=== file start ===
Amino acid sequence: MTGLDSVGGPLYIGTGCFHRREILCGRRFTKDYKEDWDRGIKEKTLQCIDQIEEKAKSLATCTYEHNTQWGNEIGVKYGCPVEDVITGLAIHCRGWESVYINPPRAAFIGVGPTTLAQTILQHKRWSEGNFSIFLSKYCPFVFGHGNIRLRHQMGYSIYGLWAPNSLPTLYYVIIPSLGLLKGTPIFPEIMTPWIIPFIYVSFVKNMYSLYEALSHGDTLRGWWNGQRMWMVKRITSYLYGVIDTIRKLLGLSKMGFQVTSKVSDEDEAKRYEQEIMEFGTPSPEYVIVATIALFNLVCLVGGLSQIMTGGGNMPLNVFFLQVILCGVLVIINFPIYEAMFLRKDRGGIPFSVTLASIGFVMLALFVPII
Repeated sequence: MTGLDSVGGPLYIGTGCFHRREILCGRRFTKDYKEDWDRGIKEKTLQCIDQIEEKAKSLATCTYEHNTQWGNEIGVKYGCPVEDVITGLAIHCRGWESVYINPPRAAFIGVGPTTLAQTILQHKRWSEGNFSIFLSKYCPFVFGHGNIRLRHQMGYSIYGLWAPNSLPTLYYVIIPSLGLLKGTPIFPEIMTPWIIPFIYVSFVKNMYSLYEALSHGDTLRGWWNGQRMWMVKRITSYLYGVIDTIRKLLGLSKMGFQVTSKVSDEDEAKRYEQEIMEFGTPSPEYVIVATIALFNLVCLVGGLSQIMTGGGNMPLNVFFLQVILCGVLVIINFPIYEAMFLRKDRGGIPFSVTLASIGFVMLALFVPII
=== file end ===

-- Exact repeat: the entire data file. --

Amino acid sequence: MTGLDSVGGPLYIGTGCFHRREILCGRRFTKDYKEDWDRGIKEKTLQCIDQIEEKAKSLATCTYEHNTQWGNEIGVKYGCPVEDVITGLAIHCRGWESVYINPPRAAFIGVGPTTLAQTILQHKRWSEGNFSIFLSKYCPFVFGHGNIRLRHQMGYSIYGLWAPNSLPTLYYVIIPSLGLLKGTPIFPEIMTPWIIPFIYVSFVKNMYSLYEALSHGDTLRGWWNGQRMWMVKRITSYLYGVIDTIRKLLGLSKMGFQVTSKVSDEDEAKRYEQEIMEFGTPSPEYVIVATIALFNLVCLVGGLSQIMTGGGNMPLNVFFLQVILCGVLVIINFPIYEAMFLRKDRGGIPFSVTLASIGFVMLALFVPII
Repeated sequence: MTGLDSVGGPLYIGTGCFHRREILCGRRFTKDYKEDWDRGIKEKTLQCIDQIEEKAKSLATCTYEHNTQWGNEIGVKYGCPVEDVITGLAIHCRGWESVYINPPRAAFIGVGPTTLAQTILQHKRWSEGNFSIFLSKYCPFVFGHGNIRLRHQMGYSIYGLWAPNSLPTLYYVIIPSLGLLKGTPIFPEIMTPWIIPFIYVSFVKNMYSLYEALSHGDTLRGWWNGQRMWMVKRITSYLYGVIDTIRKLLGLSKMGFQVTSKVSDEDEAKRYEQEIMEFGTPSPEYVIVATIALFNLVCLVGGLSQIMTGGGNMPLNVFFLQVILCGVLVIINFPIYEAMFLRKDRGGIPFSVTLASIGFVMLALFVPII